One of the happiest aspects of moving to LA has been this – anytime I listen to a new artiste, or even an old favorite, I go to the corresponding last.fm page and look at their scheduled appearances. In nearly all cases, the artiste is scheduled to perform in this city. Maybe it’s just my choice of musicians, but the ones I’ve been to in the recent past have performed in small, intimate locations – the Wiltern, the Greek Theater, The Music Box. The last I went to was James Blake, last Monday. I had a great time.
Blake makes my kind of music. The kind that refuses to let me parallel-process as I listen to it. Moody, atmospheric synth-collages dance around his voice, which itself is auto-tuned, flange-layered, digitally masticated beyond recognition. Hearing his self-titled album for the first time was a sort of quasi-religious experience. I remember sitting in a corner that night with my earphones, my eyes closed, trying to take in every nuance of ‘The Wilhelm Scream’ as it played over and over. That particular song touched a raw nerve – a plaintive five-line refrain that whispered and stormed, echoed and warbled, as the world changed around it. I had associated Blake’s style with that of a solo music-smith’s digital experiments, that would lose its potency live. Sometimes, the mystery behind the curtain – the smoke, the mirrors – is necessary to accentuate the musicmanship. Intrigued by the idea of a live performance, I went looking for his videos online. And was blown away a second time.
As a venue, the Music Box falls into the mid-sized category, perfect for someone like Blake. I got there early – not a bad thing at all, as when the doors opened at 8, I headed straight to the front of the floor and stayed put. For what seemed like hours and hours, groan. Teengirl Fantasy took the stage at exactly 9 PM, and played a set that blew ears, minds and expectations. I had never heard of them before, but whew, their sound-cloud offering does not get a fraction of the vibe of their live set, where thumping bass loops mesh with otherworldly sounds.
You knew Blake was coming onstage when the stage lights turned blue. (No, seriously. That’s the predominant color on his album cover. I was expecting that, yeah) Right from the opening song – ‘Unluck’, the first track on his album – Blake and his musical cohorts on drums and sampler/guitar seemed to bend the rules of sound and light that night, playing to an appreciative audience that cheered and woo-hoo-ed at every opportunity. Weirdly enough, there were cheers even mid-song, forcing Blake to break character and smile impishly, in the middle of some particularly soulful passages.
Random observations about the show:
- The way the singer’s voice shattered my assumptions. It surprised me to see just how much of Blake’s voice is really his voice, not electronically manipulated or enhanced – especially in songs like ‘Give Me My Month’, where it’s just him and the piano. He is a tremendously gifted singer, and it was awe-inspiring to see how the vocal calisthenics that appeared studio-tweaked were just raw talent.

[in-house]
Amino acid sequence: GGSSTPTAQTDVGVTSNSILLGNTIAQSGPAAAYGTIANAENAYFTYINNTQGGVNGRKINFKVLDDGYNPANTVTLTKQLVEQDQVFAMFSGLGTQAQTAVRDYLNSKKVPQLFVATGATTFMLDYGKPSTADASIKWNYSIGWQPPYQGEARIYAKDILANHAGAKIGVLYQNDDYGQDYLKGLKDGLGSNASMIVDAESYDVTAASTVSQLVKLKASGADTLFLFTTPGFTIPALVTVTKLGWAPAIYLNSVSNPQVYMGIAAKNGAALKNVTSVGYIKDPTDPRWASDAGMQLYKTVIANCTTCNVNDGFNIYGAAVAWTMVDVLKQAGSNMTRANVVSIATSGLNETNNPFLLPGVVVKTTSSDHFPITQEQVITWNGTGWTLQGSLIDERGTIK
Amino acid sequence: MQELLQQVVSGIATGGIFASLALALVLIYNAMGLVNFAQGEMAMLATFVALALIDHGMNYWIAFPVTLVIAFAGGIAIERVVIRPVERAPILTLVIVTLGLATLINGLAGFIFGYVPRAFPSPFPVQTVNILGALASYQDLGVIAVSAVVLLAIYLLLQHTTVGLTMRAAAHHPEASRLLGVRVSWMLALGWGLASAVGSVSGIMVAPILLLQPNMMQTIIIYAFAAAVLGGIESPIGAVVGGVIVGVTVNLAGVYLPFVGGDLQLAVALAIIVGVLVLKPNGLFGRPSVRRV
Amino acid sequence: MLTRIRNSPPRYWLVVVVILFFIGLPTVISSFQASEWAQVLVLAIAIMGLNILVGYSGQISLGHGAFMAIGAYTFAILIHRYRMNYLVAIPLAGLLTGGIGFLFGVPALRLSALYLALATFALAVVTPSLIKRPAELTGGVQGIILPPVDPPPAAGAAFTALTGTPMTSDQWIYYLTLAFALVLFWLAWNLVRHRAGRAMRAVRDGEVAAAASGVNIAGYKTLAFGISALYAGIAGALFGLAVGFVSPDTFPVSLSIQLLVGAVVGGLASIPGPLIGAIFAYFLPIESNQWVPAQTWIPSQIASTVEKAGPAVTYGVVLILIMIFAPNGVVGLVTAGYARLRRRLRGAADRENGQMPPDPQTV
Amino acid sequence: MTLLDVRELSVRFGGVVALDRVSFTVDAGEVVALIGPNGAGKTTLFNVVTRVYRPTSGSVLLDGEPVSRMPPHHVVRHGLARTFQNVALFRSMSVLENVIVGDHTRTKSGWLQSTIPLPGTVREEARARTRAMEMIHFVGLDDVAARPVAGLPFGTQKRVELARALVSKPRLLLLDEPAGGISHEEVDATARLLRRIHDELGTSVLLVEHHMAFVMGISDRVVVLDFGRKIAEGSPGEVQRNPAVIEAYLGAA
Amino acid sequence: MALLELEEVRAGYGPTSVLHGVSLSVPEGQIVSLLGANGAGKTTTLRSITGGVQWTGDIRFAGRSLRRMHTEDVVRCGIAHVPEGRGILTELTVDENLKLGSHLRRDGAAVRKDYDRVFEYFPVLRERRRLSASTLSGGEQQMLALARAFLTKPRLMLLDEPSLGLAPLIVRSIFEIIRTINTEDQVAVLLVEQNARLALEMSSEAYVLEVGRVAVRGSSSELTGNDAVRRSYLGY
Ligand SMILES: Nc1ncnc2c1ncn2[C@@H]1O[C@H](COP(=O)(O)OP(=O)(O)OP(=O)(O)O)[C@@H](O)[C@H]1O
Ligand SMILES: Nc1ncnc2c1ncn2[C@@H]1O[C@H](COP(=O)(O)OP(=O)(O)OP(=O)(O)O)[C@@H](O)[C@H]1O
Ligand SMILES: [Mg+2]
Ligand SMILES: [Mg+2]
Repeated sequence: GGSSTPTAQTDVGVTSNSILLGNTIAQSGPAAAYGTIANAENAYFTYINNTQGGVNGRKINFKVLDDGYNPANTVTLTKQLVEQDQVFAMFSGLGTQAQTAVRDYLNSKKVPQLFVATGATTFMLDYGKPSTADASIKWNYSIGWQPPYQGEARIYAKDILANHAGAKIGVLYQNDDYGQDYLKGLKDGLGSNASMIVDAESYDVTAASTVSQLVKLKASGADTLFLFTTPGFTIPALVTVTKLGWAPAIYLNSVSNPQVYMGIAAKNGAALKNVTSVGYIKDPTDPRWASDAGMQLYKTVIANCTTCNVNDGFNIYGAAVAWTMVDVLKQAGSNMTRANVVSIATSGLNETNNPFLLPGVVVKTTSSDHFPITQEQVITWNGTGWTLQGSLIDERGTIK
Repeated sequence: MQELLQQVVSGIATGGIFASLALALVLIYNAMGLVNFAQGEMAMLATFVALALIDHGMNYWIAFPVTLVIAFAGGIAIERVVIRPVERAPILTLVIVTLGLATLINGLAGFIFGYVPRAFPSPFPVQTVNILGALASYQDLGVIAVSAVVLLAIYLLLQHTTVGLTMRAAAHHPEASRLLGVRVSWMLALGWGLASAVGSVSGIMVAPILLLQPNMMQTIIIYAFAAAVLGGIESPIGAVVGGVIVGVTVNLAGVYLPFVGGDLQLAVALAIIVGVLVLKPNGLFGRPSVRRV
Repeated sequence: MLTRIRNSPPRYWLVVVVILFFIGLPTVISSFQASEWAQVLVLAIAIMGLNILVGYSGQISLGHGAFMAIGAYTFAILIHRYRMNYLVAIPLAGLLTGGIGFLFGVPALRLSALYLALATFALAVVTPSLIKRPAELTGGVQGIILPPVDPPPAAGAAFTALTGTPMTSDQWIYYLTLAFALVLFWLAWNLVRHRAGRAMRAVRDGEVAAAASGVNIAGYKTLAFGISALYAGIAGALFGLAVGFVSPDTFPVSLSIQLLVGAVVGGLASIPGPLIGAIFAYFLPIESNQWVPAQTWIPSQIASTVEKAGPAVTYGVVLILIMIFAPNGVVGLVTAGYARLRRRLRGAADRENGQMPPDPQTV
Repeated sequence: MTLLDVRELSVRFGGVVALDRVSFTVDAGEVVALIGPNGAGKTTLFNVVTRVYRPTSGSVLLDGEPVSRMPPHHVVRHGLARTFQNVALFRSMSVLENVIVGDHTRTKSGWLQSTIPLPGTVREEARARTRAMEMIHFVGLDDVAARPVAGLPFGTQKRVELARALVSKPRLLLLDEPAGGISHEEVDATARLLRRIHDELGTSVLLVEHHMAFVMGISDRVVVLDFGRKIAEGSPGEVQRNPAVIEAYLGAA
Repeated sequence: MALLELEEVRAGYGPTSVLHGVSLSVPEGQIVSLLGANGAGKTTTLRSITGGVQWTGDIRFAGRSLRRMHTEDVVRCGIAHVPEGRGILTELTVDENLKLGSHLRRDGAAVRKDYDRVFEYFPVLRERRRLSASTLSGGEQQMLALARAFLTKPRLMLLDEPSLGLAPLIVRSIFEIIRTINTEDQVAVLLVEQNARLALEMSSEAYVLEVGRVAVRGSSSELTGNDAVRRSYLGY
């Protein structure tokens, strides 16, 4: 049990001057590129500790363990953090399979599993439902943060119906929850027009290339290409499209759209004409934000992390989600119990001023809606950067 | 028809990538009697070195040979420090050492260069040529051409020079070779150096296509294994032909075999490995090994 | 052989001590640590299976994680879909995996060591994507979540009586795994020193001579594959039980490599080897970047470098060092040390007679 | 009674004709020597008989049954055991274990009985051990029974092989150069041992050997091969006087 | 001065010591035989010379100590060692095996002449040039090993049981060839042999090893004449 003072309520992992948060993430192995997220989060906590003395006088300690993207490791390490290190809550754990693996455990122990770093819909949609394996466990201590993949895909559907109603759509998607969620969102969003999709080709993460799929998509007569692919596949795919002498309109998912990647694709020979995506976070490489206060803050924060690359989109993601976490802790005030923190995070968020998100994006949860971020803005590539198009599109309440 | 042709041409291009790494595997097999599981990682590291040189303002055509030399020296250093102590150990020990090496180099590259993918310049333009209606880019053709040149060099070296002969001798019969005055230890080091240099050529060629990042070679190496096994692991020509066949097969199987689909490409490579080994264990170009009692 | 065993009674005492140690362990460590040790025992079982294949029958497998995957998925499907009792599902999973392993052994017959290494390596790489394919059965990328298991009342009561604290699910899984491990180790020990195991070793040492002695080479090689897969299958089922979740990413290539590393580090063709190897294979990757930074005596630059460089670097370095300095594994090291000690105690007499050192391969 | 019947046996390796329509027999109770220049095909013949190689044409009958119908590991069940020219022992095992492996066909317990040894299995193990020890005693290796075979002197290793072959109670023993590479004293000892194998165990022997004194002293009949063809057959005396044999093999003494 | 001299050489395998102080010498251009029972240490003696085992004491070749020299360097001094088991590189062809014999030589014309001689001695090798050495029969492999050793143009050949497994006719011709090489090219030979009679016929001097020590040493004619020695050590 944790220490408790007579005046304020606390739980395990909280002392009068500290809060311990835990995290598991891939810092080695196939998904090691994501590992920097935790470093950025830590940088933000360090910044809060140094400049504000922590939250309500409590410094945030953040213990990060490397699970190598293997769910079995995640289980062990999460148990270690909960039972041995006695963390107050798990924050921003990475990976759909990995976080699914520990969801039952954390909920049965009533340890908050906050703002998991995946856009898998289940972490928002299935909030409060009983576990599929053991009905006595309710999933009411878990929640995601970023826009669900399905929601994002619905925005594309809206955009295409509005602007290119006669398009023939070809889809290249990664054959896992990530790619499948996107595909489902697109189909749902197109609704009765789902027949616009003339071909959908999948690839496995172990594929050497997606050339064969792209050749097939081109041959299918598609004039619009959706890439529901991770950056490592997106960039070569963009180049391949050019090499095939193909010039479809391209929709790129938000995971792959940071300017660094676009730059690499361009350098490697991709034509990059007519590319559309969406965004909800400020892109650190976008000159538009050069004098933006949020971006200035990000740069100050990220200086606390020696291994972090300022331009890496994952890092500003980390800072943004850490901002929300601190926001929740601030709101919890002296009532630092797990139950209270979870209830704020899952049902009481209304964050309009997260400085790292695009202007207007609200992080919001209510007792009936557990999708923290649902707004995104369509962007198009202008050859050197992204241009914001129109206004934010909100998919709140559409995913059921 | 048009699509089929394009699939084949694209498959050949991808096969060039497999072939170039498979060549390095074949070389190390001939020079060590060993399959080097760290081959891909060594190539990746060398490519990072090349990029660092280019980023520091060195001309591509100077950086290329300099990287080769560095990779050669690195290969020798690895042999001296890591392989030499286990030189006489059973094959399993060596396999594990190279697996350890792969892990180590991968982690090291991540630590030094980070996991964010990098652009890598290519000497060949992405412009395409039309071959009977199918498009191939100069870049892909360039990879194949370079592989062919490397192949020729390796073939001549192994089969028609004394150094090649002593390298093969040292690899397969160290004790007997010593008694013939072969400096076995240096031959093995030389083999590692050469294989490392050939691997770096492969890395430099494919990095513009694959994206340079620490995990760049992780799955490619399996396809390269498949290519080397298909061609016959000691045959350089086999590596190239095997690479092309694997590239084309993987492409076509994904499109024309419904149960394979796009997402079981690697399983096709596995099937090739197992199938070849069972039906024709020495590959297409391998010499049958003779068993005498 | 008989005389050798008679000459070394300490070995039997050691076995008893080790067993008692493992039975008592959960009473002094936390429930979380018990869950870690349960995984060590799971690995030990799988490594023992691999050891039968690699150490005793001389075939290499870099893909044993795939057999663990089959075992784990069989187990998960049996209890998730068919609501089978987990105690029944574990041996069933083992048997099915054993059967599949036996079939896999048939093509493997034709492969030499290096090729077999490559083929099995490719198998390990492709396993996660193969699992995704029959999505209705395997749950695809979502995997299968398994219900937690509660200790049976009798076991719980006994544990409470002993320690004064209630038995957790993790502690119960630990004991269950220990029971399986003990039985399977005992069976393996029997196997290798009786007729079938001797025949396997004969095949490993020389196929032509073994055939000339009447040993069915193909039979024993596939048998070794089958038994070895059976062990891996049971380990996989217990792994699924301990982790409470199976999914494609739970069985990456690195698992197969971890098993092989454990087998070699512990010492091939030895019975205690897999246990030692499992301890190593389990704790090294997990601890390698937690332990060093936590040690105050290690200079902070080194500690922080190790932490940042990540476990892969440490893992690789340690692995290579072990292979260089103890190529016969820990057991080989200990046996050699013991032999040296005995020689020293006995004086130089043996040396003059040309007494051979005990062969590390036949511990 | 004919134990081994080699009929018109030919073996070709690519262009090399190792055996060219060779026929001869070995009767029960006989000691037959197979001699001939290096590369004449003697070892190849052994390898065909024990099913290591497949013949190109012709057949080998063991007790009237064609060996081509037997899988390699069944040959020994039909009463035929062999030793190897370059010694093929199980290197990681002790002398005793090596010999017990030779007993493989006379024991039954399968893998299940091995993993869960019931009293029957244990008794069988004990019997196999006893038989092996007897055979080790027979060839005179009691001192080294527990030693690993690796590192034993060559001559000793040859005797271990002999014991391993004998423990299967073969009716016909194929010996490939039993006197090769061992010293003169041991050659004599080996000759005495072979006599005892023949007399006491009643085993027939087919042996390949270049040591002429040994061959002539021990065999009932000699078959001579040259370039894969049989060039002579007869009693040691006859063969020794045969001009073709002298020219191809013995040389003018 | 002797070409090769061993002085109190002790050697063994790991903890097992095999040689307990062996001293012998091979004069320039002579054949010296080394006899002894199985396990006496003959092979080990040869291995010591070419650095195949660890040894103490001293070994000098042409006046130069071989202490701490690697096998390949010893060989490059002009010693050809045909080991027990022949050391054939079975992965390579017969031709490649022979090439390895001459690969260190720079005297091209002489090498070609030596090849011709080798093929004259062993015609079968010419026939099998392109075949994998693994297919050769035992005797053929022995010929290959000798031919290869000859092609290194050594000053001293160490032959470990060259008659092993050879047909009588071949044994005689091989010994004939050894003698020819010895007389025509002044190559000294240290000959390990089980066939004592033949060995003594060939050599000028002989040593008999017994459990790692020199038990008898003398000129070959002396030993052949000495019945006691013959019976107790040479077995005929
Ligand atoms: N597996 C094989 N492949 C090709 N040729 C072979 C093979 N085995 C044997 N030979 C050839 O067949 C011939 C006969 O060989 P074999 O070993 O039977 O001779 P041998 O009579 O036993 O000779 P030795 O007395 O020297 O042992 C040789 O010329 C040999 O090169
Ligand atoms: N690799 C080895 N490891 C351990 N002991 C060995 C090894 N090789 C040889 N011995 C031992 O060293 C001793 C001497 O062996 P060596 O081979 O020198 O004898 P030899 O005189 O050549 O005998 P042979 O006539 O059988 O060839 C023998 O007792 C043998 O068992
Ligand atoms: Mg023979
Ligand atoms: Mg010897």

- I liked the way Ben Assiter used both a drum machine and an acoustic drum-kit, sometimes simultaneously. This may not seem like a big deal to you, but I am obsessed with sounds, and this is what I mean by a peek at the bones of a song – the realization, for example, that the sound of the hi-hat on Blake’s cover of Feist’s ‘Limit to your Love’ is really a hi-hat.
- ‘I Never Learned To Share’ and ‘Lindisfarne’, two songs where Blake actually sequences and layers his voice, gave me goosebumps.
- The new songs they played, one to close the show, the other in the encore, sounded more upbeat, much unlike Blake’s usual style, making for a concert where the melancholy, sparse melodies were punctuated with very peppy, head-bopping sequences. And it also makes me happy to know that Blake is not sticking to the style that has worked for him, and is trying out different things. It’s also made me fairly sure that I am going to see this guy the next time he performs in LA.
- The throbbing bass, oh dear god, especially on the encore track ‘Anti-War Dub’ and ‘Limit to your Love’. Think about the deepest, most gut-rattling growl of a subsonic frequency you’ve ever heard, and you’ll probably understand. Maybe.
- Blake introduced drummer Ben Assiter and guitarist Rob McAndrews as his high-school friends, who have been accompanying him since the very beginning of his career. That made me smile.
- My favorite Blake song, in case you haven’t figured it out already, is ‘The Wilhelm Scream’. It was the last song (pre-encore), just like I had expected, but maybe because I had already you-tubed it, the song did not have the level of spontaneity to it as the others. Perhaps that is not so surprising after all, considering how much these guys must have played the track live.
- This did not however prevent me from recording the song myself, on the phone.